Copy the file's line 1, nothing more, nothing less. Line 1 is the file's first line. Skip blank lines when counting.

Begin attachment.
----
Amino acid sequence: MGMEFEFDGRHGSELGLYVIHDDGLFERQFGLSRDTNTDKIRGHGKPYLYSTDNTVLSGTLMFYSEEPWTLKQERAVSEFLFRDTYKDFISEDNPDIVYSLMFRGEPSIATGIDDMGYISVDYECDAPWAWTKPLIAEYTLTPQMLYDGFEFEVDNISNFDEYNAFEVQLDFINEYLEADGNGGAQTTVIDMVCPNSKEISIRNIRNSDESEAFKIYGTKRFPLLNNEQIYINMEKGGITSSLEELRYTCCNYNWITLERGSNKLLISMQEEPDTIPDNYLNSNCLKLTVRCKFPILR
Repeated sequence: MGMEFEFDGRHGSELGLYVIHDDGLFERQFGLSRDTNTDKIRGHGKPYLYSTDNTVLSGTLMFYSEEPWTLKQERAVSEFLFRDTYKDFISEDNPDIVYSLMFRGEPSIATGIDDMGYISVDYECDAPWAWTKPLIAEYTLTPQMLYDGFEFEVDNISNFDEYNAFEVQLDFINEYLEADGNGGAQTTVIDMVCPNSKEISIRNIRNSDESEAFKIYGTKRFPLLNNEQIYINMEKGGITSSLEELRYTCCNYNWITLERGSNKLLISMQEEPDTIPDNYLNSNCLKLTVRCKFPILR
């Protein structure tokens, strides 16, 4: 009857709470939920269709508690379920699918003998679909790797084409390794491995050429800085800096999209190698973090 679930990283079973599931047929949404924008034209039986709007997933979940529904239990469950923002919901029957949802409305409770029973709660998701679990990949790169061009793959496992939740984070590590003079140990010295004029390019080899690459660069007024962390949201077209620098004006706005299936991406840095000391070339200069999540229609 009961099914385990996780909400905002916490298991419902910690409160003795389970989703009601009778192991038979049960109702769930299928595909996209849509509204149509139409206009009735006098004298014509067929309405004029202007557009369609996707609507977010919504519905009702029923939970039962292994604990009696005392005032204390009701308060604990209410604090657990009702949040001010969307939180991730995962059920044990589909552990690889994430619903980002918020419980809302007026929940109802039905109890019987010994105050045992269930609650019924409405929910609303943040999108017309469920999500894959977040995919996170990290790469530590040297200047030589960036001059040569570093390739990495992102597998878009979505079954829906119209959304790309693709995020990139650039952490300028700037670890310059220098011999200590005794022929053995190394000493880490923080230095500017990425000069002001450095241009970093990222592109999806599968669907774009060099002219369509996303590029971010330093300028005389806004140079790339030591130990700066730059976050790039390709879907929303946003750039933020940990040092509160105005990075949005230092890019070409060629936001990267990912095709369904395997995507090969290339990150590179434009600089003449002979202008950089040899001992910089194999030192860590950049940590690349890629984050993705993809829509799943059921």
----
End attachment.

Amino acid sequence: MGMEFEFDGRHGSELGLYVIHDDGLFERQFGLSRDTNTDKIRGHGKPYLYSTDNTVLSGTLMFYSEEPWTLKQERAVSEFLFRDTYKDFISEDNPDIVYSLMFRGEPSIATGIDDMGYISVDYECDAPWAWTKPLIAEYTLTPQMLYDGFEFEVDNISNFDEYNAFEVQLDFINEYLEADGNGGAQTTVIDMVCPNSKEISIRNIRNSDESEAFKIYGTKRFPLLNNEQIYINMEKGGITSSLEELRYTCCNYNWITLERGSNKLLISMQEEPDTIPDNYLNSNCLKLTVRCKFPILR